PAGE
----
Associate Professor Oleksandr Makeyev’s patent is probably the first awarded to a tribal college faculty member.
By Paul Boyer
In what might be a first for a tribal college, a Diné College professor has received a patent from the U.S. Patent and Trademark Office. The patent, “Concentric ring electrodes for improved accuracy of Laplacian estimation,” was issued June 29 to Dine College Associate Professor Dr. Oleksandr Makeyev.
According to Makeyev, “The patent can be used for various kinds of electrophysiological measurement, such as recording electric signals from brain, heart, muscles, intestines, uterus, etc., for diagnostic purposes.” This is done by attaching electrodes to the surface of skin or scalp, usually using conductive paste. These electrodes are then connected to “signal amplifiers” “through which doctors collect the data,” he said.
College administrators noted that the patent demonstrates the expanding research capacity of tribally controlled colleges, and the quality of its faculty.
“The approval of this scientific patent shows our growth and entrance into academic entrepreneurship field as an institution of higher education and exhibits the highly qualified and esteemed faculty we have educating our students,” said Diné College President Charles “Monty” Roessel, in a July 12 press release.
Makeyev said the patent resulted from years of research.
“While I’ve worked on the concentric ring electrode technology for over a decade now, the research that went into this particular patent was the culmination of several different projects, grants, [and] publications,” he said. The results were obtained about a year ago and then submitted as a patent application on October 9, 2020.
Makeyev, who has a second patent application pending, as well as a third one in the preparation stages, also noted the role played by the National Science Foundation. “We are very grateful for the support of the National Science Foundation Tribal Colleges and Universities Program, since costs and fees associated with this pursuit were covered under two research grants,” he said.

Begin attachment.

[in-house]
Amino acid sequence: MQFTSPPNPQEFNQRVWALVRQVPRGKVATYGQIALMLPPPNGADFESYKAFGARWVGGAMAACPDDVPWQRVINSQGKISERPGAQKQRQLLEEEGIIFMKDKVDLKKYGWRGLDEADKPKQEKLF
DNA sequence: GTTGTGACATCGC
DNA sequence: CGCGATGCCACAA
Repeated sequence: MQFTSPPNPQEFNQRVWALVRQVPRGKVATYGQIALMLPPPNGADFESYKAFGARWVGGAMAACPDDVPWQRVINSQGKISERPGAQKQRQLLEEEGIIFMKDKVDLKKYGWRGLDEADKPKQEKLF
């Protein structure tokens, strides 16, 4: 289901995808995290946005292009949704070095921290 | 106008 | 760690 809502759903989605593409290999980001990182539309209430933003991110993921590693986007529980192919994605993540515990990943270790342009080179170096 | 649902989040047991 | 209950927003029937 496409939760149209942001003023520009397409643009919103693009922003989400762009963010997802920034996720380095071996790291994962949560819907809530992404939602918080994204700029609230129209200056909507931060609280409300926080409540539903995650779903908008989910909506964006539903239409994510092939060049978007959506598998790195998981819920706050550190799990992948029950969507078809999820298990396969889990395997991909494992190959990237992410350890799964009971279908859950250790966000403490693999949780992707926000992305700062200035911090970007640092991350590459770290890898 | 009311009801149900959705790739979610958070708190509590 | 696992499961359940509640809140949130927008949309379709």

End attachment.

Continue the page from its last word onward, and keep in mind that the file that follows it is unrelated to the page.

The particular innovation for which Makeyev received his patent involves the design of the electrode. In a follow-up email to Native Science Report, he explained that his improved design provides more precise data necessary for an accurate medical diagnosis. For example, he said, the electrode can pick out signals “from the area underneath the electrode that can be indicative of an upcoming seizure,” opposed to “global artifacts related to, for example, talking or blinking eyes that are completely irrelevant to the epilepsy diagnosis.”
Makeyev hopes to license the invention and plans to approach several companies later this year “that are already commercializing concentric ring electrodes.”
“The only thing we are still waiting for is for our most recent results suggesting additional advantages of the patented optimal electrode design,” he said.
Dr. Makeyev has a Ph.D. in engineering science from Clarkson University. In 2014, after completing a postdoctoral fellowship at the University of Rhode Island, he joined Diné College. He has authored and co-authored 77 scientific publications including 34 papers in peer-reviewed journals. In 2017, he was elevated to the rank of a Senior Member of the Institute of Electrical and Electronics Engineers, the world’s largest technical professional organization.
The full patent can be accessed here.
Paul Boyer is editor of Native Science Report
Story published July 22, 2021
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